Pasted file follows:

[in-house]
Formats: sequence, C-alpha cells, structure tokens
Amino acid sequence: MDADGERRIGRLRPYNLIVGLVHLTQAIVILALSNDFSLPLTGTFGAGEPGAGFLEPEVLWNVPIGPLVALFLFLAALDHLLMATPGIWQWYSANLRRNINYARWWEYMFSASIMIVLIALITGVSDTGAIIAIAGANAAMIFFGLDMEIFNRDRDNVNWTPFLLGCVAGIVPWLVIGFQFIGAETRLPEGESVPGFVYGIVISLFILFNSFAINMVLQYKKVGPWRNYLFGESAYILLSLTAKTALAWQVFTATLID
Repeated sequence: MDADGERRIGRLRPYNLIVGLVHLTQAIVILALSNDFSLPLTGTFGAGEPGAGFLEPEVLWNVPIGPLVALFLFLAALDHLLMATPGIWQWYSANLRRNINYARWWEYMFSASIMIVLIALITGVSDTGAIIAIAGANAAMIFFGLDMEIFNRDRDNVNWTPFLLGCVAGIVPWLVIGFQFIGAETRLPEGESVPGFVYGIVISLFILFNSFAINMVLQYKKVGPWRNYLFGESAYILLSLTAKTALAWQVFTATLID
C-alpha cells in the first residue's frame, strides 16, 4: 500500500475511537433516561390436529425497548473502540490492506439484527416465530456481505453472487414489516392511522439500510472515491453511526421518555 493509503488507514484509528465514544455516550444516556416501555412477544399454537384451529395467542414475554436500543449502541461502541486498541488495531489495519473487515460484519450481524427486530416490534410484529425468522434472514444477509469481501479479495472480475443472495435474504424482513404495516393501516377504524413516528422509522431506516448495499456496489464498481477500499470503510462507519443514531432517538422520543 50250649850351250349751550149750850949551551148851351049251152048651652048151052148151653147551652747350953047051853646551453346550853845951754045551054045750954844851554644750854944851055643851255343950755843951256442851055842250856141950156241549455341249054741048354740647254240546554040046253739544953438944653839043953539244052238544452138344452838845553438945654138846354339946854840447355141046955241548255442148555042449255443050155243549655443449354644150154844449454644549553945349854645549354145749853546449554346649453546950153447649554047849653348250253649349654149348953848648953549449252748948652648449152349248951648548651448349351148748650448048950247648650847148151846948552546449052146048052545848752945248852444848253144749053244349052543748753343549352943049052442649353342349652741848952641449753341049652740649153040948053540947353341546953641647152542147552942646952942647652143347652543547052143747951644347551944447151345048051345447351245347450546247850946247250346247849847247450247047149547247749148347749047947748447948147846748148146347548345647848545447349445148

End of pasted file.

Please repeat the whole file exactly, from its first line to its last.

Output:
[in-house]
Formats: sequence, C-alpha cells, structure tokens
Amino acid sequence: MDADGERRIGRLRPYNLIVGLVHLTQAIVILALSNDFSLPLTGTFGAGEPGAGFLEPEVLWNVPIGPLVALFLFLAALDHLLMATPGIWQWYSANLRRNINYARWWEYMFSASIMIVLIALITGVSDTGAIIAIAGANAAMIFFGLDMEIFNRDRDNVNWTPFLLGCVAGIVPWLVIGFQFIGAETRLPEGESVPGFVYGIVISLFILFNSFAINMVLQYKKVGPWRNYLFGESAYILLSLTAKTALAWQVFTATLID
Repeated sequence: MDADGERRIGRLRPYNLIVGLVHLTQAIVILALSNDFSLPLTGTFGAGEPGAGFLEPEVLWNVPIGPLVALFLFLAALDHLLMATPGIWQWYSANLRRNINYARWWEYMFSASIMIVLIALITGVSDTGAIIAIAGANAAMIFFGLDMEIFNRDRDNVNWTPFLLGCVAGIVPWLVIGFQFIGAETRLPEGESVPGFVYGIVISLFILFNSFAINMVLQYKKVGPWRNYLFGESAYILLSLTAKTALAWQVFTATLID
C-alpha cells in the first residue's frame, strides 16, 4: 500500500475511537433516561390436529425497548473502540490492506439484527416465530456481505453472487414489516392511522439500510472515491453511526421518555 493509503488507514484509528465514544455516550444516556416501555412477544399454537384451529395467542414475554436500543449502541461502541486498541488495531489495519473487515460484519450481524427486530416490534410484529425468522434472514444477509469481501479479495472480475443472495435474504424482513404495516393501516377504524413516528422509522431506516448495499456496489464498481477500499470503510462507519443514531432517538422520543 50250649850351250349751550149750850949551551148851351049251152048651652048151052148151653147551652747350953047051853646551453346550853845951754045551054045750954844851554644750854944851055643851255343950755843951256442851055842250856141950156241549455341249054741048354740647254240546554040046253739544953438944653839043953539244052238544452138344452838845553438945654138846354339946854840447355141046955241548255442148555042449255443050155243549655443449354644150154844449454644549553945349854645549354145749853546449554346649453546950153447649554047849653348250253649349654149348953848648953549449252748948652648449152349248951648548651448349351148748650448048950247648650847148151846948552546449052146048052545848752945248852444848253144749053244349052543748753343549352943049052442649353342349652741848952641449753341049652740649153040948053540947353341546953641647152542147552942646952942647652143347652543547052143747951644347551944447151345048051345447351245347450546247850946247250346247849847247450247047149547247749148347749047947748447948147846748148146347548345647848545447349445148